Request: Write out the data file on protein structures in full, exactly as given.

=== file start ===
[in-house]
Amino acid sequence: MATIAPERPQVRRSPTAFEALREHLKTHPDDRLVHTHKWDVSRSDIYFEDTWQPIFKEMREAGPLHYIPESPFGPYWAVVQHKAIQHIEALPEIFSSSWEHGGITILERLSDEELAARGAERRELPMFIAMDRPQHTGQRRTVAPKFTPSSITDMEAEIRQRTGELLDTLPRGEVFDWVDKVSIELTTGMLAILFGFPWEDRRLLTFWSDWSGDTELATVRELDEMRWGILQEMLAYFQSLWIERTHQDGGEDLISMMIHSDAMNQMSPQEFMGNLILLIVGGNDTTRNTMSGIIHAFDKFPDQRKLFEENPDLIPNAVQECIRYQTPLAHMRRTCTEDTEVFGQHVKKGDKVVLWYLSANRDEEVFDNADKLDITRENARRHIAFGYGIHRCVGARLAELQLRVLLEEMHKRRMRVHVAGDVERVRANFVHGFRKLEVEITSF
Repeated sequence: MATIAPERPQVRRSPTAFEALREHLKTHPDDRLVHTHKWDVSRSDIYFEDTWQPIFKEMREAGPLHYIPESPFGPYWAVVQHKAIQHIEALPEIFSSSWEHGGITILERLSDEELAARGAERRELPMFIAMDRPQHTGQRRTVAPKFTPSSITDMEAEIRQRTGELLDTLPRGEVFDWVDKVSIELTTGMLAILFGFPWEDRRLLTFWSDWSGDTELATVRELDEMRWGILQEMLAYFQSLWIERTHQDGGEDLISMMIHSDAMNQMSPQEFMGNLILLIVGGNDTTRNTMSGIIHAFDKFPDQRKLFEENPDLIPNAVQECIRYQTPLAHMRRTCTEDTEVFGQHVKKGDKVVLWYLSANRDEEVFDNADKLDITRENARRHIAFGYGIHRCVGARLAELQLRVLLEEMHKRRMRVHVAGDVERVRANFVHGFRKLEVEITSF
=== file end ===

[in-house]
Amino acid sequence: MATIAPERPQVRRSPTAFEALREHLKTHPDDRLVHTHKWDVSRSDIYFEDTWQPIFKEMREAGPLHYIPESPFGPYWAVVQHKAIQHIEALPEIFSSSWEHGGITILERLSDEELAARGAERRELPMFIAMDRPQHTGQRRTVAPKFTPSSITDMEAEIRQRTGELLDTLPRGEVFDWVDKVSIELTTGMLAILFGFPWEDRRLLTFWSDWSGDTELATVRELDEMRWGILQEMLAYFQSLWIERTHQDGGEDLISMMIHSDAMNQMSPQEFMGNLILLIVGGNDTTRNTMSGIIHAFDKFPDQRKLFEENPDLIPNAVQECIRYQTPLAHMRRTCTEDTEVFGQHVKKGDKVVLWYLSANRDEEVFDNADKLDITRENARRHIAFGYGIHRCVGARLAELQLRVLLEEMHKRRMRVHVAGDVERVRANFVHGFRKLEVEITSF
Repeated sequence: MATIAPERPQVRRSPTAFEALREHLKTHPDDRLVHTHKWDVSRSDIYFEDTWQPIFKEMREAGPLHYIPESPFGPYWAVVQHKAIQHIEALPEIFSSSWEHGGITILERLSDEELAARGAERRELPMFIAMDRPQHTGQRRTVAPKFTPSSITDMEAEIRQRTGELLDTLPRGEVFDWVDKVSIELTTGMLAILFGFPWEDRRLLTFWSDWSGDTELATVRELDEMRWGILQEMLAYFQSLWIERTHQDGGEDLISMMIHSDAMNQMSPQEFMGNLILLIVGGNDTTRNTMSGIIHAFDKFPDQRKLFEENPDLIPNAVQECIRYQTPLAHMRRTCTEDTEVFGQHVKKGDKVVLWYLSANRDEEVFDNADKLDITRENARRHIAFGYGIHRCVGARLAELQLRVLLEEMHKRRMRVHVAGDVERVRANFVHGFRKLEVEITSF